Is Sustainable Design Vital?
Updated: Sep 7, 2021
In a fast-changing environment, we need to fit today's design with tomorrow's needs and generate mutual benefits and shared value for both humans and nature at the same time
The elephant in the room
It is safe to say that for decades now, climate change has been the elephant in the room. We all see it, sense its presence, we occasionally have a friendly conversation about global worming and climate change, but we don't pay too much attention to it, most certainly , don't do much about.
fires, hurricanes or floods. it doesn't take a great mind to realise that soon these phenomenon's will get closer to our homes, become more and more mundane and if the scientists are correct they will become more extreme.
While some researches paint a more gloomy image of our future where we have Already reached the point of no return, some consider that we still have a fighting chance. It is believed That by 2050 the world temperature will increase by 1.5 degrees If no action is to be taken. So what can we do about it.? The answer seems to be simple – sustainability In every aspect of our lives from economic and social to environmental.
But as always it's easier said than done. Continuous pressure has been put on governments, corporations and manufacturers to find alternative solutions and tackle the global warming by 2050. Small steps have been taken already and it is safe to say that slowly we will see more changes in the regulations in all contributing sectors that contribute to global warming. And one of those sectors is construction industry.
Buildings and construction account for nearly 45% of the UK's total carbon emission, with 27% from domestic buildings and 18% from non-domestic buildings. Out of the 28 million homes in the UK, over 62% are rated below the minimum energy-efficient standard, leading to a significant negative impact on the environment as well as the wellbeing of its occupants.
The UK has set in law a target to bring its total greenhouse gas emissions to net-zero by 2050 – one of the most ambitious targets in the world. As part of the journey to 2050, the UK government have committed to introducing the Future Homes Standard by 2025, that will significantly raise the bar on energy efficiency standards and requirements for new builds, with a 70 to 80 % reduction in carbon emissions compared to today's standards, and net zero by 2050.
Building with sustainability in mind has never been more easier. Thanks to the research done in previous years we can see an increase in technologies and materials that have less impact on the environment without an increase in building costs. By choosing the right professionals from the incipient stages of the project you can make a huge difference.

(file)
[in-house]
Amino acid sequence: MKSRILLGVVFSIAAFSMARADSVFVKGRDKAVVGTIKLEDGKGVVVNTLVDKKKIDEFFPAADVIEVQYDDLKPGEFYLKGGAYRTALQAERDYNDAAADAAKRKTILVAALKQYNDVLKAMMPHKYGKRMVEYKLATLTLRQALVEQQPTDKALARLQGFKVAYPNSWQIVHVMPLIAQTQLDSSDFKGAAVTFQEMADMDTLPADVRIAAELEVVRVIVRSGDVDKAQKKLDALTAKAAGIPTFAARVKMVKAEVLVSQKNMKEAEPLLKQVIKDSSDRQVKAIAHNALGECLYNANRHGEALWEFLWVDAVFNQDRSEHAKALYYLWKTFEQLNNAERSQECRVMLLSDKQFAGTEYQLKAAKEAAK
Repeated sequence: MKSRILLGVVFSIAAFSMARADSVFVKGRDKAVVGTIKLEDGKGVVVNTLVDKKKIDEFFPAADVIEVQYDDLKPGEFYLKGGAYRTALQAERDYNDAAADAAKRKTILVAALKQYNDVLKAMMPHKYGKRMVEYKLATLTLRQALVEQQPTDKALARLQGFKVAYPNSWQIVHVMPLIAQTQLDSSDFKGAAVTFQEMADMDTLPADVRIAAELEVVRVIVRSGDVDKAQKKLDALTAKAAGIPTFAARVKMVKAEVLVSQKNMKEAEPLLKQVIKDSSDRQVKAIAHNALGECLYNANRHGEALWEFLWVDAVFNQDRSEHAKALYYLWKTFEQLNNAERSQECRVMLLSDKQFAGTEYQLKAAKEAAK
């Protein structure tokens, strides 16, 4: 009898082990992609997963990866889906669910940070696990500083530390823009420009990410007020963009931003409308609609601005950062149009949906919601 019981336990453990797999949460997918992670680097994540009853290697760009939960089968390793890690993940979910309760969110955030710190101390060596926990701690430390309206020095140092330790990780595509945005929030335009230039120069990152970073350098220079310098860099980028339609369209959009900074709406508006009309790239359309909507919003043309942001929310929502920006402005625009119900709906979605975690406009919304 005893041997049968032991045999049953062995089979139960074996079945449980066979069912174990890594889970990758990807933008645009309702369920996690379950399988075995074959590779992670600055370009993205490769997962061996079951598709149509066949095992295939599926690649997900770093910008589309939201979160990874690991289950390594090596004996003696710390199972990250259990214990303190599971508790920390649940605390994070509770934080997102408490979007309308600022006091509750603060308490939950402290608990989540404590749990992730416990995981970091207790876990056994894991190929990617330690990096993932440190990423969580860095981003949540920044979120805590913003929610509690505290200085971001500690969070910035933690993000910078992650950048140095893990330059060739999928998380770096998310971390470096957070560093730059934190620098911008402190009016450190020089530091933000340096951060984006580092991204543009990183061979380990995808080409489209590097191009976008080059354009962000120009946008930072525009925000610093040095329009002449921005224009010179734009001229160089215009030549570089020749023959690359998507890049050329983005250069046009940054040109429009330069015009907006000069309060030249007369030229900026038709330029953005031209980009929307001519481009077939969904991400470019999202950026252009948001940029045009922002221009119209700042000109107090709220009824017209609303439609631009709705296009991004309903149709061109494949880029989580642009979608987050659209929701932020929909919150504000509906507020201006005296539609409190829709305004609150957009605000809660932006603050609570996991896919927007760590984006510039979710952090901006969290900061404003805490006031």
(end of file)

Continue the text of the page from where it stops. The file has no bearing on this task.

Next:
To stay within budget and to keep the cost to a minimum you might consider not using an architect and putting your faith into the builders capacity and knowledge, or turn to an architect services only for the planning application with a minimum thought about what the design and construction methods should be incorporated. But, who can blame you? Architectural services are considered to be quite expensive for the every day client. However, you wouldn’t do that with a doctor who needs to perform a surgery or treat your disease, or a lawyer if you were to go on a trial. By not choosing to work with the right architect you compromise the well-being of yourself your family and the environment. The pandemic has shown us the huge impact our living spaces can have on us not only physically but also mentally. We as humans are not created to live in confined spaces with minimal sunlight and natural ventilation.
One of the most common misconceptions about sustainable design is upfront higher costs. However, implementing sustainable design methods from the start of the project and throughout doesn't have to cost the project more, and can even cost less. Sustainable design has clear and measurable economic benefits for both developers and households. These can be short term benefits like low waste and time reduction during construction, and long term benefits that can be measured by lower-cost utility bills, potentially even reducing to zero. Furthermore, high energy-efficient buildings can generate an income from exporting energy back to the National Grid with the help of the Smart Export Guarantee (SEG) scheme.
In a fast-changing environment, we need to fit today's design with tomorrow's needs and generate mutual benefits and shared value for both humans and nature at the same time. The right support through all of the project stages and design can achieve the highest quality standards based on the user's values, needs and budget.
We achieve this by integrating passive and active design to make the best use of a building's location, sun orientation, ventilation and light; we encourage the usage of renewable energy and rainwater management systems to harvest natural resources (energy and water) while focusing on the sustainability of materials and the systems themselves. We look at the full life cycle of the proposed building, and we try to mitigate any foreseeable risk.
We believe this process considers the broader implications of the project on the environmental, social and economic aspects while delivering the best outcomes.
any of the environmental implications
With that in mind, looking at the financial and economic implications, energy-efficient homes will become a key priority for buyers, increasing demand and prices for sustainable homes. A government report from 2013 states that high levels of energy efficiency add an average of 14% to a house’s value. By 2025 these rates could significantly increase as more new builds will achieve the highest standards. In contrast, lower energy-efficient homes will depreciate. Investing in a high energy efficient building today can bring higher returns in the future.